Yank Boomers Needn't Delay Retiring...in SE Asia

♠ Posted by Emmanuel in ,, at 10/02/2014 01:30:00 AM
Need I say more?
To make an understatement, let's just say Yanks are not known for their long-term planning. As the earliest cohort of Baby Boomers is of retirement age, we are learning that years of debt-fueled overconsumption and secular declines in income have resulted in platoons of sixty- and seventy-somethings who barely have enough to live on. End result: they must continue working well into their so-called retirement years. They didn't save enough, their investments didn't pan out, or their expectations for living costs without real sources of income were on the optimistic side. Guess what's one of the faster-growing segments of the US labor force?

Short of borrowing the TARDIS from Doctor Who, I am afraid there's not much they can do about insufficient savings and poor returning investments (like housing). However, one thing they can actually do to retire before they reach the century mark or so is to go where the costs of living are lower than in the United States of America. For instance, they could retire in Southeast Asia. Given the popularity of sunny retirements destinations--Arizona, Florida, and Nevada come to mind--they can have all that and more in my backyard:
Southeast Asia is a remarkably beautiful and diverse region that is becoming much more welcoming to Western retirees. Southeast Asia's big appeal for foreign retirees is the cost of living. Several countries here are among the world's cheapest places to retire. Your money goes much further in this part of the world than in the United States or any other Western country, but that does not mean that the standard of living is necessarily lower. 

It is possible to stretch your retirement nest egg to enjoy a better lifestyle in Southeast Asia than you could afford anywhere else in the world. For example, in the United States you're probably paying at least $50 per month for reasonably fast Internet. In the Philippines Internet costs $12 per month, likely for faster speeds than you have now. In Thailand and Malaysia fast Internet is $18 per month.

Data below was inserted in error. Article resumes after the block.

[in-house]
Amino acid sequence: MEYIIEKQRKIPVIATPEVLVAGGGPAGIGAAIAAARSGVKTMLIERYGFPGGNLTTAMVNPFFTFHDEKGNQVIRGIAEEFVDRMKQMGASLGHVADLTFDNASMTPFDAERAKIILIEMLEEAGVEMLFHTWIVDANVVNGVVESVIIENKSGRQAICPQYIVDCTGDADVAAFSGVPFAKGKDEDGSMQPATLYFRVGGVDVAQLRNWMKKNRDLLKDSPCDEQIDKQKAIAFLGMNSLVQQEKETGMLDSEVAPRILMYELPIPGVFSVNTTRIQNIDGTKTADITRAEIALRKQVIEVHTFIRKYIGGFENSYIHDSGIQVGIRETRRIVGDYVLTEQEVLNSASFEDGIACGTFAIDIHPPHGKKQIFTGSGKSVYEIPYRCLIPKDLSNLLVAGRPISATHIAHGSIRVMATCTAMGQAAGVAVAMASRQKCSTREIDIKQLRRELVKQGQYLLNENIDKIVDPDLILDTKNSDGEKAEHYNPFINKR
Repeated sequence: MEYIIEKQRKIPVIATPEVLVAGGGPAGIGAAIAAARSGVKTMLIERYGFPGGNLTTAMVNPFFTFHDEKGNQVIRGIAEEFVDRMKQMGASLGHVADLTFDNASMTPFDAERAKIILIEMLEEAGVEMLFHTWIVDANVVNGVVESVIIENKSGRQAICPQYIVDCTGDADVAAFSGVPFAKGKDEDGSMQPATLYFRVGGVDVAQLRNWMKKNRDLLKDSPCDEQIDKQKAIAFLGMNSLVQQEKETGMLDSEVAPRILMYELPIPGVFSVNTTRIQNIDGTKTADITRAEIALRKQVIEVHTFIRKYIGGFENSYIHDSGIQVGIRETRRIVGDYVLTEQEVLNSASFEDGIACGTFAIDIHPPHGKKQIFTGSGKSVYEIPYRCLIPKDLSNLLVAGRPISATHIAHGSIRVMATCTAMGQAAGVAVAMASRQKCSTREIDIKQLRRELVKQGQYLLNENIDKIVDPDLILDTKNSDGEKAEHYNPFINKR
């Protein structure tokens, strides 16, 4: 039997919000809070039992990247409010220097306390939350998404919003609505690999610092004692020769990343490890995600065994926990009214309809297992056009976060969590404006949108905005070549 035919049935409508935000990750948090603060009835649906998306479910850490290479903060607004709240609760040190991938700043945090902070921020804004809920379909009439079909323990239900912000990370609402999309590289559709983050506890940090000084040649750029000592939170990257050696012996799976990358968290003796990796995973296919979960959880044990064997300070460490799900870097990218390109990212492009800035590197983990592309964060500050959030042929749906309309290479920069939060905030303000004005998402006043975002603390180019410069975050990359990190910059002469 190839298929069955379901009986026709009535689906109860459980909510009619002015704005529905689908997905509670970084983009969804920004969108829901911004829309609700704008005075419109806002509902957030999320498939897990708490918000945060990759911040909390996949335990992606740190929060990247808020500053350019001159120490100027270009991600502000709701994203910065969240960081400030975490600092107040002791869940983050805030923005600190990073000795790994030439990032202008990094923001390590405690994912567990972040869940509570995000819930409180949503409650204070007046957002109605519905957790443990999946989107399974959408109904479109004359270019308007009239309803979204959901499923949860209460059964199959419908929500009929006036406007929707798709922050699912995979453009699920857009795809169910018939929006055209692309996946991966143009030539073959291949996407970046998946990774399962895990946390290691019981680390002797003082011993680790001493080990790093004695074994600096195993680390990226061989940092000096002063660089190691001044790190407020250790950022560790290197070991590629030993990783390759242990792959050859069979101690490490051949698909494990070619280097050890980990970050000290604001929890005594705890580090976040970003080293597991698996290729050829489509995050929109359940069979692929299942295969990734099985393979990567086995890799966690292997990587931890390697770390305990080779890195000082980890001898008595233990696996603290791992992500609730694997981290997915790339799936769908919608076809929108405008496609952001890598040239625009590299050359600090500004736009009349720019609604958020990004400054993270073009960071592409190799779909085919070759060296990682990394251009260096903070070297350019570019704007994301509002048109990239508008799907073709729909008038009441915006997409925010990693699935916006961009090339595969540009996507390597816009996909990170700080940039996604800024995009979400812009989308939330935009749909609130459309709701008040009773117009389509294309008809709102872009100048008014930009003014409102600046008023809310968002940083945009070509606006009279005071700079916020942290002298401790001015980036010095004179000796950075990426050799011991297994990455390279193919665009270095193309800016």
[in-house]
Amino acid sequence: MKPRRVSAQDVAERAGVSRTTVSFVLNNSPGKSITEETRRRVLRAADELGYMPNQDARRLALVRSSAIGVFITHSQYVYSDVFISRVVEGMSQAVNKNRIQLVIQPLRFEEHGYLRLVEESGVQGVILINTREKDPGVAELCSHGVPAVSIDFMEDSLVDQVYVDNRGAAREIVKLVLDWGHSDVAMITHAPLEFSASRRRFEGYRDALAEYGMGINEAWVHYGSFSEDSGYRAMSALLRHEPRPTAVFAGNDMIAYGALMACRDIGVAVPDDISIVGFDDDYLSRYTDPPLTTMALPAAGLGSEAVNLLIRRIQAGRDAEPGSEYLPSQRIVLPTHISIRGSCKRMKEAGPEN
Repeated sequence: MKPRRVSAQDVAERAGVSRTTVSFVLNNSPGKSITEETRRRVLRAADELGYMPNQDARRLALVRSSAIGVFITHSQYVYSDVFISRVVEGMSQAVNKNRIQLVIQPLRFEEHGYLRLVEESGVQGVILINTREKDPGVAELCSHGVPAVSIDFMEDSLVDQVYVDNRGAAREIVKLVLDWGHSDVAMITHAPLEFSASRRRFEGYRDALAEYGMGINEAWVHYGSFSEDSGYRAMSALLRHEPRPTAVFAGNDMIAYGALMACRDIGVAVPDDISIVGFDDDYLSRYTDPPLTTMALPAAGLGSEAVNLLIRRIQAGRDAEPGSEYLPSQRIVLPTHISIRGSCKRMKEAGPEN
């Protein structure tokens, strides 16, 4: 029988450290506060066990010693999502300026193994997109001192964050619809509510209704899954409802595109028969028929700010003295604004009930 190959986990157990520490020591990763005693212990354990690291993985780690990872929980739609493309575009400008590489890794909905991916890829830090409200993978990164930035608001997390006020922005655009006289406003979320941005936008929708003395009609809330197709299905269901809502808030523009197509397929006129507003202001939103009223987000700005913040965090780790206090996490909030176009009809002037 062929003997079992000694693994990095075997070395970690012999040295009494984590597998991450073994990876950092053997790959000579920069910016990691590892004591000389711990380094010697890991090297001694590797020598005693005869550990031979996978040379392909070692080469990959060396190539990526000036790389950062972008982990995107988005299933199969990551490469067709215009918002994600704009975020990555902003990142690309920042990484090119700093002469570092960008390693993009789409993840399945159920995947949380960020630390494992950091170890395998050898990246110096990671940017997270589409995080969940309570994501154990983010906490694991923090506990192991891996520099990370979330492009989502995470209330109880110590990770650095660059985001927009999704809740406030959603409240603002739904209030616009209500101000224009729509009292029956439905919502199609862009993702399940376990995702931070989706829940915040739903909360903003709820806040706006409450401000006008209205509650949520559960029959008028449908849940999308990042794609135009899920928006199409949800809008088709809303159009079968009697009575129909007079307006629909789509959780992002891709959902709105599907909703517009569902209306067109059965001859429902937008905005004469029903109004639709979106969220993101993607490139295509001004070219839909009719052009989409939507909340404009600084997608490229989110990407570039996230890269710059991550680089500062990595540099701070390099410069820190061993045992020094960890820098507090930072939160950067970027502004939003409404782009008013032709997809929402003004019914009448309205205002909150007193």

Similar savings can be seen in the prices of everything from rent and phone service to cooking gas, electricity and groceries. A visit to the doctor costs less than $20 throughout most of the region, and the care you receive is likely to exceed your expectations. English-speaking doctors educated in Europe, Australia and North America are the norm. They work in hygienic offices with modern equipment and can be affiliated with modern internationally accredited hospitals. Thailand and Malaysia are among the top five countries in the world for medical tourism.
Speaking of which, just as many Southeast Asian countries are now promoting medical tourism, they are now also promoting themselves as retirement destinations for Westerners. They are aping Latin American countries in this respect:
Living in Southeast Asia full time is increasingly becoming an option for Western retirees. Several countries now offer user-friendly, affordable retirement residency programs, this region's answer to the pensionado programs that have attracted so many foreign retirees to key Latin American destinations. New programs offered by some countries in this part of the world directly appeal to foreigners looking for legal, long-term residency in retirement. Several countries waive any minimum monthly income requirements for long-term or permanent residency if you invest in a fixed-deposit account at a local bank. In countries where a monthly pension is required, the qualifying amount is often surprisingly low. 
The rest of the US News and World Report article goes into the specifics of retiring in Thailand and the Philippines in particular. To be honest, Westerners may find the law and order situation in Thailand and the Philippines wanting in some places, but hey, doesn't the same hold true for any number of locales Stateside? And, of course, retiring in the tropics sound rather more attractive than stocking shelves or flipping burgers at age 65.